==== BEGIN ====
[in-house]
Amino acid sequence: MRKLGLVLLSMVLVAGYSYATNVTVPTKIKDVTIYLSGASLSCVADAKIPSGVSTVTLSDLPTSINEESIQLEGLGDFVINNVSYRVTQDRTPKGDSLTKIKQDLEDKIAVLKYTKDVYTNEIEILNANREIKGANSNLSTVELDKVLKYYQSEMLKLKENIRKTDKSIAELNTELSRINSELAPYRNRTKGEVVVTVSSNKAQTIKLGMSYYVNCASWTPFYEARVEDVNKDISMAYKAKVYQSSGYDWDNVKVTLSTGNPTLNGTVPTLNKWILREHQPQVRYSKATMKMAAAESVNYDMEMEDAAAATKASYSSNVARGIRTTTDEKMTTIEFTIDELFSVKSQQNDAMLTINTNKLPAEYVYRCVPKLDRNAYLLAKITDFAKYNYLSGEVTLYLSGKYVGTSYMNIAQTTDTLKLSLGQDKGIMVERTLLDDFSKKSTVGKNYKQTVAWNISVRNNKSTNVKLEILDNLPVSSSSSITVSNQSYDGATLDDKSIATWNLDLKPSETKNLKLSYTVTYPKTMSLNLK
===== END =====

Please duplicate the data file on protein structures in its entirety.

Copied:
[in-house]
Amino acid sequence: MRKLGLVLLSMVLVAGYSYATNVTVPTKIKDVTIYLSGASLSCVADAKIPSGVSTVTLSDLPTSINEESIQLEGLGDFVINNVSYRVTQDRTPKGDSLTKIKQDLEDKIAVLKYTKDVYTNEIEILNANREIKGANSNLSTVELDKVLKYYQSEMLKLKENIRKTDKSIAELNTELSRINSELAPYRNRTKGEVVVTVSSNKAQTIKLGMSYYVNCASWTPFYEARVEDVNKDISMAYKAKVYQSSGYDWDNVKVTLSTGNPTLNGTVPTLNKWILREHQPQVRYSKATMKMAAAESVNYDMEMEDAAAATKASYSSNVARGIRTTTDEKMTTIEFTIDELFSVKSQQNDAMLTINTNKLPAEYVYRCVPKLDRNAYLLAKITDFAKYNYLSGEVTLYLSGKYVGTSYMNIAQTTDTLKLSLGQDKGIMVERTLLDDFSKKSTVGKNYKQTVAWNISVRNNKSTNVKLEILDNLPVSSSSSITVSNQSYDGATLDDKSIATWNLDLKPSETKNLKLSYTVTYPKTMSLNLK